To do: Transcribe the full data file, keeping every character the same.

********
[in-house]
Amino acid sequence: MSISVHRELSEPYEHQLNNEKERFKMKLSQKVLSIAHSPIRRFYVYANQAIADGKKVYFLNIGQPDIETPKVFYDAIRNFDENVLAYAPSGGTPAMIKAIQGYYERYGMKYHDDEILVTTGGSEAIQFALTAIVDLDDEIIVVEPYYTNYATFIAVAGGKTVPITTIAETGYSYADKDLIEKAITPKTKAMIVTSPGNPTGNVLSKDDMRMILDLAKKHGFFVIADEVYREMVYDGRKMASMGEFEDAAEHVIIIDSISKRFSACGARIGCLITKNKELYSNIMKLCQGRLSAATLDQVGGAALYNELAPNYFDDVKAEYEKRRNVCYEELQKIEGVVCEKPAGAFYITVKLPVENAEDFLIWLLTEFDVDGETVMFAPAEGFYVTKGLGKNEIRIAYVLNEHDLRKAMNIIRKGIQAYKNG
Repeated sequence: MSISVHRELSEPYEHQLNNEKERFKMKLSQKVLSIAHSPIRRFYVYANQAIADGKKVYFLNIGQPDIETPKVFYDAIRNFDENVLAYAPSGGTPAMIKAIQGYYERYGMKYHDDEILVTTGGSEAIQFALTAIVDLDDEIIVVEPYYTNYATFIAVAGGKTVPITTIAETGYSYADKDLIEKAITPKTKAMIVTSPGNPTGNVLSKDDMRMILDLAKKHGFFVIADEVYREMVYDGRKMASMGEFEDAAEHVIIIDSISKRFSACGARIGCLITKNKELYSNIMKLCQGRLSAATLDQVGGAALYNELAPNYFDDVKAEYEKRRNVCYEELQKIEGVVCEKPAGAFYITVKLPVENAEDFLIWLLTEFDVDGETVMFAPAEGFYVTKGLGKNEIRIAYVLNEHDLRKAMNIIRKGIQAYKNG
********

[in-house]
Amino acid sequence: MSISVHRELSEPYEHQLNNEKERFKMKLSQKVLSIAHSPIRRFYVYANQAIADGKKVYFLNIGQPDIETPKVFYDAIRNFDENVLAYAPSGGTPAMIKAIQGYYERYGMKYHDDEILVTTGGSEAIQFALTAIVDLDDEIIVVEPYYTNYATFIAVAGGKTVPITTIAETGYSYADKDLIEKAITPKTKAMIVTSPGNPTGNVLSKDDMRMILDLAKKHGFFVIADEVYREMVYDGRKMASMGEFEDAAEHVIIIDSISKRFSACGARIGCLITKNKELYSNIMKLCQGRLSAATLDQVGGAALYNELAPNYFDDVKAEYEKRRNVCYEELQKIEGVVCEKPAGAFYITVKLPVENAEDFLIWLLTEFDVDGETVMFAPAEGFYVTKGLGKNEIRIAYVLNEHDLRKAMNIIRKGIQAYKNG
Repeated sequence: MSISVHRELSEPYEHQLNNEKERFKMKLSQKVLSIAHSPIRRFYVYANQAIADGKKVYFLNIGQPDIETPKVFYDAIRNFDENVLAYAPSGGTPAMIKAIQGYYERYGMKYHDDEILVTTGGSEAIQFALTAIVDLDDEIIVVEPYYTNYATFIAVAGGKTVPITTIAETGYSYADKDLIEKAITPKTKAMIVTSPGNPTGNVLSKDDMRMILDLAKKHGFFVIADEVYREMVYDGRKMASMGEFEDAAEHVIIIDSISKRFSACGARIGCLITKNKELYSNIMKLCQGRLSAATLDQVGGAALYNELAPNYFDDVKAEYEKRRNVCYEELQKIEGVVCEKPAGAFYITVKLPVENAEDFLIWLLTEFDVDGETVMFAPAEGFYVTKGLGKNEIRIAYVLNEHDLRKAMNIIRKGIQAYKNG